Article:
NEW DELHI: Refusing to grant bail to an accused on the ground of prolonged incarceration in an acid attack case, the Delhi High Court has said it cannot close its eyes to the unseen psychological pain of the victim. It said it was essential to establish a formidable deterrent to such offences.
An acid attack, the high court said, was “among the most grievous crimes in contemporary society” and the accused’s agony of long incarceration has to be appreciated on similar lines as the victim’s wait for justice. The accused sought his release on the ground that the minimum punishment for the offence was 10 years and he had already spent nine years in judicial custody.
Justice Swarana Kanta Sharma said an acid attack, which is a very serious offence, often results in life-altering injuries, causing not only physical pain but also emotional scars that may never heal, and in such cases, the court’s role as a guardian of justice needs to come to the fore.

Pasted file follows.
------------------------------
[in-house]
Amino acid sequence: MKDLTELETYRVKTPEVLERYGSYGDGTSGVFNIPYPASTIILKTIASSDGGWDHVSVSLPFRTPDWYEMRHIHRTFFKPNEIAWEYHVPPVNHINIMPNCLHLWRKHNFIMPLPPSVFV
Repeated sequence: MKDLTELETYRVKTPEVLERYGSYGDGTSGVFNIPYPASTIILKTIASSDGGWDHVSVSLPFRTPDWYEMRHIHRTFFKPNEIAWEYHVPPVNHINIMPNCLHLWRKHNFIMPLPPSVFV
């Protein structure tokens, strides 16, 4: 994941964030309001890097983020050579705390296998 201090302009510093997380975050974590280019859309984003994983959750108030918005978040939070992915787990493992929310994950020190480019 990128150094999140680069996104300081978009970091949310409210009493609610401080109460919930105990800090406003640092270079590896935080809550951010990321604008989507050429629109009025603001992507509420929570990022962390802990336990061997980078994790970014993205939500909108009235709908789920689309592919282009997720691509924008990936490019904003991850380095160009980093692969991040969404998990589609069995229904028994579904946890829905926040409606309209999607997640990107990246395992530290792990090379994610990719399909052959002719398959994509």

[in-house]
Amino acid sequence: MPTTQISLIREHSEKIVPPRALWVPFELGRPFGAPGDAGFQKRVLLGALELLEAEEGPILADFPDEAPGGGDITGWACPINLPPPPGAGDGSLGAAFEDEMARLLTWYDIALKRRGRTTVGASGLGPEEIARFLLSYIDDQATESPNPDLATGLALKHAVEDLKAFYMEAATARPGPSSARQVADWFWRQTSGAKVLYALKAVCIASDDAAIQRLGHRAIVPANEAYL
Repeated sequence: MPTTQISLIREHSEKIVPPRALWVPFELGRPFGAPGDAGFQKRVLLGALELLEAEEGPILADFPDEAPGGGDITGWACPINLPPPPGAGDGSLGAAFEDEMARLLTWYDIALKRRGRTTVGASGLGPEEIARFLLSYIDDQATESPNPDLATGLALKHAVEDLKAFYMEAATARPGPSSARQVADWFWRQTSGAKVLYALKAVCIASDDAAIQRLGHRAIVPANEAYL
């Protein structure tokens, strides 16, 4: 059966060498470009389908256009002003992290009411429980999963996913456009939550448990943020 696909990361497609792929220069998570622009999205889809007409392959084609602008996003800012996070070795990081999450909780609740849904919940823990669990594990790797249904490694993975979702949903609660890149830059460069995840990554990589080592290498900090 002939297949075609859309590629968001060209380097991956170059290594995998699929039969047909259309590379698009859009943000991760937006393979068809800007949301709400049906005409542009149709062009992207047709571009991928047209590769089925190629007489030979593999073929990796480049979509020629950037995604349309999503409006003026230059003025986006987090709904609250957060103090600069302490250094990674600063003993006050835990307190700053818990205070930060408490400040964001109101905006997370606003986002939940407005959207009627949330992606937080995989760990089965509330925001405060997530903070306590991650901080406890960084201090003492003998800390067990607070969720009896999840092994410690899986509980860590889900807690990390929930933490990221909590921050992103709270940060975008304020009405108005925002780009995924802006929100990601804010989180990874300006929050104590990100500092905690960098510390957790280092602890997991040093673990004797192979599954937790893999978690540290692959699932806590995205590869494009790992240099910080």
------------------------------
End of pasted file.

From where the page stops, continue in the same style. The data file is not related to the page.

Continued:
“This court cannot close its eyes to the unseen psychological pain, and the aftermath faced by the victim which continues throughout her life and how this incident may have evoked fear and insecurity in many girls in the society,” said the court in an order dated September 4.
Acid attacks send shockwaves and the court’s role in granting or denying bail is of vital significance, added the judge. In the present case, a 30-year-old woman, working as a senior resident in a government hospital here, became a victim of an acid attack in broad daylight in the Rajouri Garden area in 2014.
It was alleged that another doctor conspired with the bail applicant to throw acid on the victim after she rejected his marriage proposal.